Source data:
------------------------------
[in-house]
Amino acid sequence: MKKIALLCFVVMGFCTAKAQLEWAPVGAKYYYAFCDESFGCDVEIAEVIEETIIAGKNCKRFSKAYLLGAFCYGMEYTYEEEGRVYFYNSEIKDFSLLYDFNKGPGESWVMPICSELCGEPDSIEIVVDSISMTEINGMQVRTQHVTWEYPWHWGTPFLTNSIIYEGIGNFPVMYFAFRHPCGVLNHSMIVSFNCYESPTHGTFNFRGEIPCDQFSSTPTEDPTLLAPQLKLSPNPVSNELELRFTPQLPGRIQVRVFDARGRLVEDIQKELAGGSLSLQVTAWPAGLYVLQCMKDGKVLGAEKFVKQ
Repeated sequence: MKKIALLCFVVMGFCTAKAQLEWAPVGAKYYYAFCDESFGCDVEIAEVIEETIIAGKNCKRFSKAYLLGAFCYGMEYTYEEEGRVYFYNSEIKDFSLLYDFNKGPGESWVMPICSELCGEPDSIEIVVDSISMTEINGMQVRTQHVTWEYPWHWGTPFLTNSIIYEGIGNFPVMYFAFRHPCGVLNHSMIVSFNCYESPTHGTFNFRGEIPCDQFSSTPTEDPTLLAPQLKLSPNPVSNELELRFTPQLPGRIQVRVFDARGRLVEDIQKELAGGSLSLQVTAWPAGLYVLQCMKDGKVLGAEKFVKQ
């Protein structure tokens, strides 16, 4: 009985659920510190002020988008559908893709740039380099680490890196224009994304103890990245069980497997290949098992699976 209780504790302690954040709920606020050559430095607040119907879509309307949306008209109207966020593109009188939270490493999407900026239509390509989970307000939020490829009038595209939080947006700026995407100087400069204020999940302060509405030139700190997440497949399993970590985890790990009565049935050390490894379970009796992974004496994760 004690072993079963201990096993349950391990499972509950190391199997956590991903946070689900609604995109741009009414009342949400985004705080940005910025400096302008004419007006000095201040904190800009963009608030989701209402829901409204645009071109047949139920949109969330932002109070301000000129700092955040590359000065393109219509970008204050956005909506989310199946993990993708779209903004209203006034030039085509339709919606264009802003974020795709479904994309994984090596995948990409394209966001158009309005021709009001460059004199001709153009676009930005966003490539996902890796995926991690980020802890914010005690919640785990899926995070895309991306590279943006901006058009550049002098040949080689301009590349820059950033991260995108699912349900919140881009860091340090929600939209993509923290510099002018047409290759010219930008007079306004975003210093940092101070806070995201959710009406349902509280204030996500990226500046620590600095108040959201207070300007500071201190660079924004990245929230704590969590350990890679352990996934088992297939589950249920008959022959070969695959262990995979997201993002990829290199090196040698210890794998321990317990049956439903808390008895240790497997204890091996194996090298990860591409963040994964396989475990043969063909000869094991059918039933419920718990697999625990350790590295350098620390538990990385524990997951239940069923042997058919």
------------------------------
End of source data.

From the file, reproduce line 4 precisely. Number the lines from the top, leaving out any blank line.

């Protein structure tokens, strides 16, 4: 009985659920510190002020988008559908893709740039380099680490890196224009994304103890990245069980497997290949098992699976 209780504790302690954040709920606020050559430095607040119907879509309307949306008209109207966020593109009188939270490493999407900026239509390509989970307000939020490829009038595209939080947006700026995407100087400069204020999940302060509405030139700190997440497949399993970590985890790990009565049935050390490894379970009796992974004496994760 004690072993079963201990096993349950391990499972509950190391199997956590991903946070689900609604995109741009009414009342949400985004705080940005910025400096302008004419007006000095201040904190800009963009608030989701209402829901409204645009071109047949139920949109969330932002109070301000000129700092955040590359000065393109219509970008204050956005909506989310199946993990993708779209903004209203006034030039085509339709919606264009802003974020795709479904994309994984090596995948990409394209966001158009309005021709009001460059004199001709153009676009930005966003490539996902890796995926991690980020802890914010005690919640785990899926995070895309991306590279943006901006058009550049002098040949080689301009590349820059950033991260995108699912349900919140881009860091340090929600939209993509923290510099002018047409290759010219930008007079306004975003210093940092101070806070995201959710009406349902509280204030996500990226500046620590600095108040959201207070300007500071201190660079924004990245929230704590969590350990890679352990996934088992297939589950249920008959022959070969695959262990995979997201993002990829290199090196040698210890794998321990317990049956439903808390008895240790497997204890091996194996090298990860591409963040994964396989475990043969063909000869094991059918039933419920718990697999625990350790590295350098620390538990990385524990997951239940069923042997058919």